Former Egyptian president Hosni Mubarak’s fight for life during a key stage in his country’s troubled transition, is unlikely to influence the course of events. Egypt’s military rulers are battling it out with the Muslim Brotherhood and proponents of political and economic reforms in a decisive phase of Egypt’s effort to move from autocracy to a more democratic state.
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Egypt’s former president Hosni Mubarak was fighting for his life this week as the country’s electoral committee postponed announcing the results of the presidential run-off between Ahmed Shafiq, a former air force general and last prime minister under Mr. Mubarak, and Muslim Brotherhood leader Mohammed Morsi. With both candidates claiming victory, irrespective of whoever emerges victorious, the outcome of the election promises to increase volatility and unrest rather than put Egypt back on a path towards political stability and economic recovery.
Victory for Mr. Shafiq would leave the Brotherhood feeling robbed of its electoral gains, while the youth and militant soccer fan groups who drove last year’s mass protests that ousted Mr. Mubarak after 30 years in office, would feel that their revolt had been hijacked.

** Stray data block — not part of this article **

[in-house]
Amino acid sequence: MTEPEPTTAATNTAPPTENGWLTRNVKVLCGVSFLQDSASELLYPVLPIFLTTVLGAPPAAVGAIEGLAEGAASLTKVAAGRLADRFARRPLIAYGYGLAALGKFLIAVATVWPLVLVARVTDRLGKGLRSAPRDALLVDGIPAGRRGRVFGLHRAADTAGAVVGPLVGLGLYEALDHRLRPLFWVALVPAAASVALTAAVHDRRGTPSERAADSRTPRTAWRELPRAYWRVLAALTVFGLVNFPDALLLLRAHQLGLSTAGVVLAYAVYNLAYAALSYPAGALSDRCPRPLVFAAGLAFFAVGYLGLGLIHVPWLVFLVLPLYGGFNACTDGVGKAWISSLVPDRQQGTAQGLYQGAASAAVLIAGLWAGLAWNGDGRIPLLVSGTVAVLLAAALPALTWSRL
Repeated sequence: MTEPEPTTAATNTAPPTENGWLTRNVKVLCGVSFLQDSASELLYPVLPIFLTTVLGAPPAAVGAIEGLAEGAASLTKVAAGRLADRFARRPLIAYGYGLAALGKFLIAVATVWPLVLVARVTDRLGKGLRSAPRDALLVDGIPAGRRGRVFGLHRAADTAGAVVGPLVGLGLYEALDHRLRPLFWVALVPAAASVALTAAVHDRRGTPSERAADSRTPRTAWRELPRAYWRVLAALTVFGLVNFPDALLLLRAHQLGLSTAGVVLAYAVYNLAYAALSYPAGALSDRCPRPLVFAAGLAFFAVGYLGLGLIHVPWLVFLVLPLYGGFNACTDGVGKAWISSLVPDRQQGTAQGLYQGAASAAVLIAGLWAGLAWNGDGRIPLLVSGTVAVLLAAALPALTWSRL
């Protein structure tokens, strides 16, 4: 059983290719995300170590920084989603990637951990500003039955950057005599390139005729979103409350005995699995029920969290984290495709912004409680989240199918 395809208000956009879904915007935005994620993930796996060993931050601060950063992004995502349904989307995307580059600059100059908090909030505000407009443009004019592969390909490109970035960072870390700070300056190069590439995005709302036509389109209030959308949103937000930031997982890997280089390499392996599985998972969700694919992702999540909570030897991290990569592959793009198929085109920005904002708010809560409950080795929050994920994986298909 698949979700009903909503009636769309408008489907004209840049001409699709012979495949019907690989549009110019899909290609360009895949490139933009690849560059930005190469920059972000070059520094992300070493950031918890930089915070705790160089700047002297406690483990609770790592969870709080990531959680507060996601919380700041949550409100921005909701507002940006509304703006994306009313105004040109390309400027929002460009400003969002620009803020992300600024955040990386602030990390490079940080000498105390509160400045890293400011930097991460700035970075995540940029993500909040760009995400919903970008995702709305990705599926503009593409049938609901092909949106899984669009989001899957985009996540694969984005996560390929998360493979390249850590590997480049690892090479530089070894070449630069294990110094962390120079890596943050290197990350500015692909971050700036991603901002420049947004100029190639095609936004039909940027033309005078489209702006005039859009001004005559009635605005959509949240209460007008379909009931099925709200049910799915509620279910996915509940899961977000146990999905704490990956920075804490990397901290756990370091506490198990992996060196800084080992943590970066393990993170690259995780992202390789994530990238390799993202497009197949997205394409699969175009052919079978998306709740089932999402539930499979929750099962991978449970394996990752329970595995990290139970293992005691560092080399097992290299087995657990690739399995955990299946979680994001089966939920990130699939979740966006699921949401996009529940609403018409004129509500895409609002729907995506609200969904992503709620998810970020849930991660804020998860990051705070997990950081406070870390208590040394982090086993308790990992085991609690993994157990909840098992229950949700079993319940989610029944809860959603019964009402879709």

Eighteen months of transitory military rule have already taught them that overthrowing the head of state is a far cry from uprooting an entrenched political system. The problem of the youth and soccer fan groups is that while Egypt’s armchair activists, the country’s silent majority, largely long for change, they may well opt for stability in the short run rather than the volatility, unrest and violence that pushing for real change would likely involve.
The joker in the pack is the Muslim Brotherhood, a cautious political movement that has proven to be inclined to compromise rather than rock the boat. The Brotherhood, like Mr. Shafiq has declared victory in the presidential run-off and has threatened a second popular revolt if the electoral commission fails to confirm this. The Brotherhood has already called for mass protests on Cairo’s Tahrir Square against what it sees as the military’s usurpation of power. Unlike the youth and soccer fan groups, the Brotherhood still has the power to bring large numbers of its followers on to the streets.
A Morsi victory however would not make the situation in Egypt any less volatile. The ruling Supreme Council of the Armed Forces (SCAF) in a series of moves in the past week has effectively neutered the incoming president by declaring that he would only be in office until a new parliament is elected and a new constitution promulgated. The military council dissolved Egypt’s first freely elected, post Mubarak people’s assembly after the Constitutional Court declared the election of one third of its members unconstitutional. SCAF further issued an annex to the current constitution giving it a significant role in the drafting of a new constitution, depriving the new president of the right to initiate new legislation and stripping him of control of the defence budget and the military.